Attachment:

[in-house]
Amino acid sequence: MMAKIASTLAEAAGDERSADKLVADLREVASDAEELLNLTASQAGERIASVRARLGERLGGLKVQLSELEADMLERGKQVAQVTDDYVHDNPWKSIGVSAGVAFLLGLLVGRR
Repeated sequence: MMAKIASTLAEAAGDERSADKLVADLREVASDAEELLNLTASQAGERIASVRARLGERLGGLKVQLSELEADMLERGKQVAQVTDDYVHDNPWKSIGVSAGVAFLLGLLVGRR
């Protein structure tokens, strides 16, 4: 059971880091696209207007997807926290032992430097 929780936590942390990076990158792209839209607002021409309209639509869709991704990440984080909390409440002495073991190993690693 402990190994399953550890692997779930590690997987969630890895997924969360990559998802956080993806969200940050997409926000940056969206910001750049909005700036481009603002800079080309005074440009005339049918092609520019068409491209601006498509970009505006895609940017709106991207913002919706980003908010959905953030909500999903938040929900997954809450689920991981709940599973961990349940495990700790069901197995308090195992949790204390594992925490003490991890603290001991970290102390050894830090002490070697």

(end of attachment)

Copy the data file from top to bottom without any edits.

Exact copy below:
[in-house]
Amino acid sequence: MMAKIASTLAEAAGDERSADKLVADLREVASDAEELLNLTASQAGERIASVRARLGERLGGLKVQLSELEADMLERGKQVAQVTDDYVHDNPWKSIGVSAGVAFLLGLLVGRR
Repeated sequence: MMAKIASTLAEAAGDERSADKLVADLREVASDAEELLNLTASQAGERIASVRARLGERLGGLKVQLSELEADMLERGKQVAQVTDDYVHDNPWKSIGVSAGVAFLLGLLVGRR
């Protein structure tokens, strides 16, 4: 059971880091696209207007997807926290032992430097 929780936590942390990076990158792209839209607002021409309209639509869709991704990440984080909390409440002495073991190993690693 402990190994399953550890692997779930590690997987969630890895997924969360990559998802956080993806969200940050997409926000940056969206910001750049909005700036481009603002800079080309005074440009005339049918092609520019068409491209601006498509970009505006895609940017709106991207913002919706980003908010959905953030909500999903938040929900997954809450689920991981709940599973961990349940495990700790069901197995308090195992949790204390594992925490003490991890603290001991970290102390050894830090002490070697």